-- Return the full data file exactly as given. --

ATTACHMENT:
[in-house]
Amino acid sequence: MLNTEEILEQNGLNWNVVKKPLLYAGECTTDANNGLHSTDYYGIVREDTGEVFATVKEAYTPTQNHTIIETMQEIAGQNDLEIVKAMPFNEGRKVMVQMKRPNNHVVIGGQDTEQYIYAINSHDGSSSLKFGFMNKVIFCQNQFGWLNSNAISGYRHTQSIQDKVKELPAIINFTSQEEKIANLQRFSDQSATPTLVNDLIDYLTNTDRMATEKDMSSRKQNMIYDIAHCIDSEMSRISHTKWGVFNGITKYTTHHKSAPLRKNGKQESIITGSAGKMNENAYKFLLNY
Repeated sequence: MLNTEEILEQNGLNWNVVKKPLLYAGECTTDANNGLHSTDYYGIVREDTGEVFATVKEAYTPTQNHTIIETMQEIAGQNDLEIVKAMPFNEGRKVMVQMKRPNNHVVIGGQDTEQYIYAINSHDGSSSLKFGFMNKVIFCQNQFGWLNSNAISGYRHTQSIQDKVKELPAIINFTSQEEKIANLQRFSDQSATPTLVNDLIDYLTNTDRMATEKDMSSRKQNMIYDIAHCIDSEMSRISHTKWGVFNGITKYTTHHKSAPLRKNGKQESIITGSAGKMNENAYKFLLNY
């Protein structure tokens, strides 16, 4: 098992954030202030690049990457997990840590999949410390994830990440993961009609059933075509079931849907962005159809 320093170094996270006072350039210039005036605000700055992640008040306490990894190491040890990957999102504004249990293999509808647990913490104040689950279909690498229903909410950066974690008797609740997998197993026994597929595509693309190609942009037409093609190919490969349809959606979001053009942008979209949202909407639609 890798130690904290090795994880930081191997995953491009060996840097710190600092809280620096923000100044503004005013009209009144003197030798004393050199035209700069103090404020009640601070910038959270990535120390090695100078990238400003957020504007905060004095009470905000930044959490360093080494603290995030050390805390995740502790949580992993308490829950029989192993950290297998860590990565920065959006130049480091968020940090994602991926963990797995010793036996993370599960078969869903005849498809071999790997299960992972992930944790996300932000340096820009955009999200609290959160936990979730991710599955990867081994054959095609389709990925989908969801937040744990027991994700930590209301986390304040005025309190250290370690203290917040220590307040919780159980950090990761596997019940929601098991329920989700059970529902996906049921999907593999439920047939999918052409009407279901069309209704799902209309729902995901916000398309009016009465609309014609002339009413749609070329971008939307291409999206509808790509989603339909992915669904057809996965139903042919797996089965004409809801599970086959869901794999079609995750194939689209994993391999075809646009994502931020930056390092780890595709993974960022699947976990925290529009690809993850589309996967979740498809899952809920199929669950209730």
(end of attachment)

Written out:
[in-house]
Amino acid sequence: MLNTEEILEQNGLNWNVVKKPLLYAGECTTDANNGLHSTDYYGIVREDTGEVFATVKEAYTPTQNHTIIETMQEIAGQNDLEIVKAMPFNEGRKVMVQMKRPNNHVVIGGQDTEQYIYAINSHDGSSSLKFGFMNKVIFCQNQFGWLNSNAISGYRHTQSIQDKVKELPAIINFTSQEEKIANLQRFSDQSATPTLVNDLIDYLTNTDRMATEKDMSSRKQNMIYDIAHCIDSEMSRISHTKWGVFNGITKYTTHHKSAPLRKNGKQESIITGSAGKMNENAYKFLLNY
Repeated sequence: MLNTEEILEQNGLNWNVVKKPLLYAGECTTDANNGLHSTDYYGIVREDTGEVFATVKEAYTPTQNHTIIETMQEIAGQNDLEIVKAMPFNEGRKVMVQMKRPNNHVVIGGQDTEQYIYAINSHDGSSSLKFGFMNKVIFCQNQFGWLNSNAISGYRHTQSIQDKVKELPAIINFTSQEEKIANLQRFSDQSATPTLVNDLIDYLTNTDRMATEKDMSSRKQNMIYDIAHCIDSEMSRISHTKWGVFNGITKYTTHHKSAPLRKNGKQESIITGSAGKMNENAYKFLLNY
């Protein structure tokens, strides 16, 4: 098992954030202030690049990457997990840590999949410390994830990440993961009609059933075509079931849907962005159809 320093170094996270006072350039210039005036605000700055992640008040306490990894190491040890990957999102504004249990293999509808647990913490104040689950279909690498229903909410950066974690008797609740997998197993026994597929595509693309190609942009037409093609190919490969349809959606979001053009942008979209949202909407639609 890798130690904290090795994880930081191997995953491009060996840097710190600092809280620096923000100044503004005013009209009144003197030798004393050199035209700069103090404020009640601070910038959270990535120390090695100078990238400003957020504007905060004095009470905000930044959490360093080494603290995030050390805390995740502790949580992993308490829950029989192993950290297998860590990565920065959006130049480091968020940090994602991926963990797995010793036996993370599960078969869903005849498809071999790997299960992972992930944790996300932000340096820009955009999200609290959160936990979730991710599955990867081994054959095609389709990925989908969801937040744990027991994700930590209301986390304040005025309190250290370690203290917040220590307040919780159980950090990761596997019940929601098991329920989700059970529902996906049921999907593999439920047939999918052409009407279901069309209704799902209309729902995901916000398309009016009465609309014609002339009413749609070329971008939307291409999206509808790509989603339909992915669904057809996965139903042919797996089965004409809801599970086959869901794999079609995750194939689209994993391999075809646009994502931020930056390092780890595709993974960022699947976990925290529009690809993850589309996967979740498809899952809920199929669950209730």